Daniel DelBagno’s other works include Crime Investigation Quizzer; Police Sergeant Exam; Police Sergeant Exam: A Step by Step System to Preparing Your Promotional Exam; Attorney General Guidelines Quizzer; Law Enforcement Manual; New Jersey Criminal Justice Code: Attorney General Guidelines Quizzer: and, A Question and Answer Study Guide; Promotional Test Questions.

Brian Voncannon is a retired Deputy Sheriff from Cabarrus County Sheriff's Office (North Carolina). A former SWAT team member, he is medically retired from the Cabarrus County Sheriff's Office. Brian Voncannon is also honorably discharged from the United States Army (R) where he served as an infantryman an drill sergeant. When he is not writing, he is involved in martial arts or making handmade Native American crafts. Brian Voncannon is the author of five books: Cherokee Blue Eyes: Keeping the Heritage Alive; Chronic Fatigue Syndrome: Living With the Unknown; Shadows: Diary of a Ninja; Completing the Circle: The Hathcock Indian Blood; and, Living Behind the Shield: A Modern Warrior's Path to Bravehood.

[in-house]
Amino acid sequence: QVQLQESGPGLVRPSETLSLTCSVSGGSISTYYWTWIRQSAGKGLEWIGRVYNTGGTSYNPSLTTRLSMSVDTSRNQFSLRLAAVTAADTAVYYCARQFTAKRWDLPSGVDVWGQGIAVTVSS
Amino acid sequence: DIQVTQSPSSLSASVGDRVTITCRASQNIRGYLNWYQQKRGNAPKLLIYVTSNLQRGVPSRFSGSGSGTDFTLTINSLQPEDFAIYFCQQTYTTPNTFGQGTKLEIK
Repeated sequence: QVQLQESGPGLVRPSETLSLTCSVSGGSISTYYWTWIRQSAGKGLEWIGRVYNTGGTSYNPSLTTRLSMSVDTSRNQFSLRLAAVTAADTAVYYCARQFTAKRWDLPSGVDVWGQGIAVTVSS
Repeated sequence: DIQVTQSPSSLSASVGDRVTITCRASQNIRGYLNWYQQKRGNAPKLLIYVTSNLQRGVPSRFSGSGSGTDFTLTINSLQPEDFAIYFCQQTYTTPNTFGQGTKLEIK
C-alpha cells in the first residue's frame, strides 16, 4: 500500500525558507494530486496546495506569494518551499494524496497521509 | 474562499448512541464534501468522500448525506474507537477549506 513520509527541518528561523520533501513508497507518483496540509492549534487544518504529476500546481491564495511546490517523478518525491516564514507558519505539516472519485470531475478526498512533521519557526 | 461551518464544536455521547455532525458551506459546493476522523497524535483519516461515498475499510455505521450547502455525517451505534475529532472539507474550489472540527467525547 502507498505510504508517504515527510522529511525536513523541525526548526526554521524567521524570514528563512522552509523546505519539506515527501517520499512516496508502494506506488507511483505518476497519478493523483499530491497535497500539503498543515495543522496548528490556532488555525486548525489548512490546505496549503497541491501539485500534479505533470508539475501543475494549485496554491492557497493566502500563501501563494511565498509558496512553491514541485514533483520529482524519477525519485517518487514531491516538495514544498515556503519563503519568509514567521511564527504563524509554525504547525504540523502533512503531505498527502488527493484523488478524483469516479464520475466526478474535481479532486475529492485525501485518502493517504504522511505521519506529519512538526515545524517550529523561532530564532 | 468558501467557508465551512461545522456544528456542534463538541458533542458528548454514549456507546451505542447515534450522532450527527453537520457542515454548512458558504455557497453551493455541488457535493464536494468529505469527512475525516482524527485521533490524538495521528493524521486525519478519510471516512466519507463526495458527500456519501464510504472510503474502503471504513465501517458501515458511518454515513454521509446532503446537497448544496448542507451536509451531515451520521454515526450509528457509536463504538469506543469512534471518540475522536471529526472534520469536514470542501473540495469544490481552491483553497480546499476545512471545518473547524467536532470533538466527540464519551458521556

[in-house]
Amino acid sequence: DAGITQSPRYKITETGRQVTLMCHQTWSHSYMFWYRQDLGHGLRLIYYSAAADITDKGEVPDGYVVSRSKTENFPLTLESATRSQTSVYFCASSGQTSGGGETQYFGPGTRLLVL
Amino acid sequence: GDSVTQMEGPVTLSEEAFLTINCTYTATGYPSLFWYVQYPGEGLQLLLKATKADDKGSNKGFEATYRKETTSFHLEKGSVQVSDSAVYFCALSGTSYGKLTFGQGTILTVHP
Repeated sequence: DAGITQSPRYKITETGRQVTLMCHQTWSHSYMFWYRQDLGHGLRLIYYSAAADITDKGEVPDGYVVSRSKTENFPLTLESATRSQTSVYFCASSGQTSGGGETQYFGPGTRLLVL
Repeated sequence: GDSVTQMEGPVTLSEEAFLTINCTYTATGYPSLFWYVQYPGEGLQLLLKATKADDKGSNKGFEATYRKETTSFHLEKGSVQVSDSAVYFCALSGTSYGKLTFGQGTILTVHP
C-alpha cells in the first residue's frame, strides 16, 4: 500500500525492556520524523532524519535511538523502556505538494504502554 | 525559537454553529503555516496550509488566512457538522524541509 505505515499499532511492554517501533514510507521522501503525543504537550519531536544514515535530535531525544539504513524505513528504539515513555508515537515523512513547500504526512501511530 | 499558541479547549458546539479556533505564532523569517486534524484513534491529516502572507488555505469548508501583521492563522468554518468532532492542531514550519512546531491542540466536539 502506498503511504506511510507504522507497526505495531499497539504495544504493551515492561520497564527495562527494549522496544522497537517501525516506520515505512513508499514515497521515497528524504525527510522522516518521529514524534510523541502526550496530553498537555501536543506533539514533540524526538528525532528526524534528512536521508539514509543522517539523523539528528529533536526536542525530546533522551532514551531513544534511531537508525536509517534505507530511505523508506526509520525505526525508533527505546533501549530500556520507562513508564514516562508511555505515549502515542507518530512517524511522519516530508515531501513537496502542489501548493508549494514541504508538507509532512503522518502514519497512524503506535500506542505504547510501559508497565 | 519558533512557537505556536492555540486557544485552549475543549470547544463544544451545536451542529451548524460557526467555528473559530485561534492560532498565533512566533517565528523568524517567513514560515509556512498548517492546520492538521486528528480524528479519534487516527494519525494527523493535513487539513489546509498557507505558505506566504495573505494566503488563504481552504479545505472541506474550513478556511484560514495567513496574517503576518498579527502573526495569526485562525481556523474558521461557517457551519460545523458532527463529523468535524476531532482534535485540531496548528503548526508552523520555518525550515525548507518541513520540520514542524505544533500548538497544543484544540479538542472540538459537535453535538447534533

According to the book description of Living Behind the Shield: A Modern Warrior's Path to Bravehood, “this book offers the reader a glimpse into the very soul of a